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DADDY DIARIES: Who said men can't multitask?

Tuesday January 28 2020
DD2801

Somehow, his demands are met, meals are prepared on time, the house is kept clean and I am still able to work, write and review books, push client products in the market and still deliver Daddy Diaries every week. ILLUSTRATION | IGAH

By HILLARY LISIMBA

One of the most widely sold belief the world over is that women can comfortably multitask, but that the male brain struggles to switch between more than one task simultaneously.
Like it is with every theory, there is always a clique of people with evidence both for and against, sometimes leaving us wondering which side of the scientific divide to believe.

So some, like myself, go the way we solved such quagmires in the village; put a bit of water or saliva on the palm then hit it hard.

The direction it splashes towards wins. But I have to add that sometimes it went in both directions, throwing us right back into that initial stalemate.
MANSPLAINING
If (and I’m emphasising on the ‘if’) that theory is true, it could be the reason men are believed to struggle raising children; that God specifically gave women a brain to handle a lot at the same time because He knew they would need to run households, raise multiple children and still remain sane.

Well, I am here to burst that bubble; IT'S A LIE OOH! (say it with that Nigerian accent).

Having singlehandedly raised a boy from the age of one, I can, without batting an eyelid, confirm that men who tell you their brain is not wired for multitasking are just mansplaining (explaining something by a man to a woman with a heavy leaning towards patronising).

In other words, men have basically held onto that narrative, like a dying man clutching at a straw, and continued to use it to their advantage so that they are not given too many roles in households.

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However, with benefit of hindsight, coupled with my years of hands-on experience, I will tell you for free that when push comes to shove every man is capable of handling twice as much as a woman can.

ALONE

The year is 2017, the month of June. I had just let go of my house help who was having separation issues, so she would text or call out of the blues to either insult or inform me of better job offers in the pipeline.

I had also stopped going to the office and requested my business partner to let me script and edit our projects from a little workstation I had erected in my sitting room.

The result was that I had client work to do, a house to run and a one-year-old baby to parent ALONE. Being in that position made me learn that innately, I was sufficiently equipped to do multiple things, only that I had been in a comfort zone because there was always female help by my side.
Countless times I would be on the machine editing, shoving food in a young man’s mouth, going through Facebook insults from Kilimani Moms on my phone and watching Air crash Investigation on National Geographic all at the same time.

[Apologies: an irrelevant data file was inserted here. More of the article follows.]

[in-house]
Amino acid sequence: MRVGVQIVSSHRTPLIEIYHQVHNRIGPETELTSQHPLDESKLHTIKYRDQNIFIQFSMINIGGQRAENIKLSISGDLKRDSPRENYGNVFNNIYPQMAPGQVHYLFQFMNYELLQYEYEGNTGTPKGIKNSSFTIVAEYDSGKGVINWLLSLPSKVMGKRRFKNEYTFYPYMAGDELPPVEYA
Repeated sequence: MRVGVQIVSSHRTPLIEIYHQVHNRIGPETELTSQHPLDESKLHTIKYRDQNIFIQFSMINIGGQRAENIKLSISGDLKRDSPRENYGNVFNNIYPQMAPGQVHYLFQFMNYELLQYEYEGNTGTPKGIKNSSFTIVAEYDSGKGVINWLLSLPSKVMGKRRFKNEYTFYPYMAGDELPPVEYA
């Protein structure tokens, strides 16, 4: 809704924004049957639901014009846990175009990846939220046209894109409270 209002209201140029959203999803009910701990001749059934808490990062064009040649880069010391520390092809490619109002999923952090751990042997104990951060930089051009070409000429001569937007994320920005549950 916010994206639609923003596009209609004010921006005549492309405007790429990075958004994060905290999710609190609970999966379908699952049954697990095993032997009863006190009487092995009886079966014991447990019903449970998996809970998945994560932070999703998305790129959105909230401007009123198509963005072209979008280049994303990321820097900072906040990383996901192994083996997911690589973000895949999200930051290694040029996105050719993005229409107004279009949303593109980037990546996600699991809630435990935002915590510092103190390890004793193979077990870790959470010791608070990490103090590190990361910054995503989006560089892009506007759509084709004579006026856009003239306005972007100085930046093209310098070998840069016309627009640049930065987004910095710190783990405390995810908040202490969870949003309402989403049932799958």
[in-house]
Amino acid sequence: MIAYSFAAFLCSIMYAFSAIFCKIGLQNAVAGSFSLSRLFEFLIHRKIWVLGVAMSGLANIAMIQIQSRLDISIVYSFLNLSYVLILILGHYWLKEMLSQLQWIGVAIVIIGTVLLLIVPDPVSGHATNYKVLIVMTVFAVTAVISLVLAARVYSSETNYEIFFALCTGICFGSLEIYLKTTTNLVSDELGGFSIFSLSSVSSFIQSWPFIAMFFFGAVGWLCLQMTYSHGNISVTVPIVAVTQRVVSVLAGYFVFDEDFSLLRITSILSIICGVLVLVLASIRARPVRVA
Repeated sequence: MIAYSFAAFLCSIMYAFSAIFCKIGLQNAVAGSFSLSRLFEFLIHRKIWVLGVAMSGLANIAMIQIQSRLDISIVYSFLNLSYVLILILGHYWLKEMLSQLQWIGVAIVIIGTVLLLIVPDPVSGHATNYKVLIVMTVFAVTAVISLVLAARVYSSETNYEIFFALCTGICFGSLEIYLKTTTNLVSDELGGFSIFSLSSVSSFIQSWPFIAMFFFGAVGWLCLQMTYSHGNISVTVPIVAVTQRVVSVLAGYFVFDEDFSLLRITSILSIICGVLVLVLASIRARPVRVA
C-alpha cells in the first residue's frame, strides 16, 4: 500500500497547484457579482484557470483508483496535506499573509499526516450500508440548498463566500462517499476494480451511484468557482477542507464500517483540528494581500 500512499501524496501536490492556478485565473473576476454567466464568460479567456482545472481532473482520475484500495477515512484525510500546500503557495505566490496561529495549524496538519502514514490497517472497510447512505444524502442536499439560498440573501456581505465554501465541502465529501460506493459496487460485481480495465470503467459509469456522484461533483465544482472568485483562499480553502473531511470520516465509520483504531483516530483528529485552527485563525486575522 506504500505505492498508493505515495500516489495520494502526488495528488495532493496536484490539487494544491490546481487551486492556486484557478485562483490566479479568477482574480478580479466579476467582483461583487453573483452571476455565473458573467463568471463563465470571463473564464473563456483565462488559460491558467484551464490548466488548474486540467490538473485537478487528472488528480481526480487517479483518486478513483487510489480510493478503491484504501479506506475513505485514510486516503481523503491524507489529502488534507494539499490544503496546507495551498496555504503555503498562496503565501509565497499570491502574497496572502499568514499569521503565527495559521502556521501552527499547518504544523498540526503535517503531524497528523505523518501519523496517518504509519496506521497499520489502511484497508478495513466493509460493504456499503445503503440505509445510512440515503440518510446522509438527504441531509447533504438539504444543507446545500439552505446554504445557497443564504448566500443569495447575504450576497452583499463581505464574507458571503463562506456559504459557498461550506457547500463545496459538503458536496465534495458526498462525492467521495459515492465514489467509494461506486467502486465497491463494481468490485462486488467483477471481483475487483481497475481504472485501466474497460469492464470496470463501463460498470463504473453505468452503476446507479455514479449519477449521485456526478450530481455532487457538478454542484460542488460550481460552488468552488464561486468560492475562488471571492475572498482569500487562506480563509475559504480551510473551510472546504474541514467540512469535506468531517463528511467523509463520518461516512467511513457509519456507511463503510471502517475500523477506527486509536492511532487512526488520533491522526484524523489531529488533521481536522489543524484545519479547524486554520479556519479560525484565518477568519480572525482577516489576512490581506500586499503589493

After that I would move to the kitchen and replicate the order of business; wash utensils, watch over the boy in his walker, keep tabs on two burners (one for the starch and another the stew) and even squeeze in a minute or two to wipe the kitchen surfaces.

You have no idea how many times I would be on phone quarrelling with my mom (codenamed Thatcher), shaking myself around to sooth the boy to sleep and seamlessly having supper.

PERFECTED THE ART

Even in my bed at night I would be going through a series of parallel thoughts; questioning my decision to let my wife go abroad, wondering whether she is okay among those Arabs, planning baby's routine the following day, listening to whether his heartbeat was still normal and toying around with new ideas to infuse into the impending edit. Now, if that is not multitasking then I do not know what it is.

I perfected the art so well that plans to get a replacement house help were quickly shelved . . . And they have remained so since 2017 to date.

My earlier expectation that things would get easier as the years went by have also been squashed. You see, at five years he knows how to demand attention, nag, shout and remain awake the whole day to stress me.

That he walks, talks and gets curious means he now has potential to burn everything around, flood the house, smash the TV with his football and feed my aquarium fish on beef stew.

I am still the go-to person for reference, insight and approval in the little things he creates with ink, pen, paper and building blocks.

Somehow, his demands are met, meals are prepared on time, the house is kept clean and I am still able to work, write and review books, push client products in the market and still deliver Daddy Diaries every week.

As a matter of fact, I recently added myself more work through an initiative called Project Hand-Over, where I collect used textbooks from people and distribute them to needy students.

So, who said we cannot multitask?

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